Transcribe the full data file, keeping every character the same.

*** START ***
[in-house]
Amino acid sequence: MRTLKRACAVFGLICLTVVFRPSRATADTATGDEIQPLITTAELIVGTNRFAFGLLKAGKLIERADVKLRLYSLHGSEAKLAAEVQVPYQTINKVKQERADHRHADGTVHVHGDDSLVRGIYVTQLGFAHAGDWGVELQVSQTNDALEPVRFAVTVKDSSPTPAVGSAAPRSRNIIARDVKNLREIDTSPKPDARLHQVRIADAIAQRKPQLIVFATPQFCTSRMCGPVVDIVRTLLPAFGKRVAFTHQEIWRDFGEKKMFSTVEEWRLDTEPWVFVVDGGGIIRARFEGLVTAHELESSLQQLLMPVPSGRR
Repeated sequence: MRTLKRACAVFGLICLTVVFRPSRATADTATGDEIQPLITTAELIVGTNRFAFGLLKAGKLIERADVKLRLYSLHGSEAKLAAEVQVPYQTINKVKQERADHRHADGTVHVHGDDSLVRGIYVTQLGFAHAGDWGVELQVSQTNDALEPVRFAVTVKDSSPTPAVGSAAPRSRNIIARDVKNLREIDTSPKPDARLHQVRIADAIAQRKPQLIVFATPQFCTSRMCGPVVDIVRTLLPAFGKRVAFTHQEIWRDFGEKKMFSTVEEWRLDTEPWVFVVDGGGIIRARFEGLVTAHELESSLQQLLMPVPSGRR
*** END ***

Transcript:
[in-house]
Amino acid sequence: MRTLKRACAVFGLICLTVVFRPSRATADTATGDEIQPLITTAELIVGTNRFAFGLLKAGKLIERADVKLRLYSLHGSEAKLAAEVQVPYQTINKVKQERADHRHADGTVHVHGDDSLVRGIYVTQLGFAHAGDWGVELQVSQTNDALEPVRFAVTVKDSSPTPAVGSAAPRSRNIIARDVKNLREIDTSPKPDARLHQVRIADAIAQRKPQLIVFATPQFCTSRMCGPVVDIVRTLLPAFGKRVAFTHQEIWRDFGEKKMFSTVEEWRLDTEPWVFVVDGGGIIRARFEGLVTAHELESSLQQLLMPVPSGRR
Repeated sequence: MRTLKRACAVFGLICLTVVFRPSRATADTATGDEIQPLITTAELIVGTNRFAFGLLKAGKLIERADVKLRLYSLHGSEAKLAAEVQVPYQTINKVKQERADHRHADGTVHVHGDDSLVRGIYVTQLGFAHAGDWGVELQVSQTNDALEPVRFAVTVKDSSPTPAVGSAAPRSRNIIARDVKNLREIDTSPKPDARLHQVRIADAIAQRKPQLIVFATPQFCTSRMCGPVVDIVRTLLPAFGKRVAFTHQEIWRDFGEKKMFSTVEEWRLDTEPWVFVVDGGGIIRARFEGLVTAHELESSLQQLLMPVPSGRR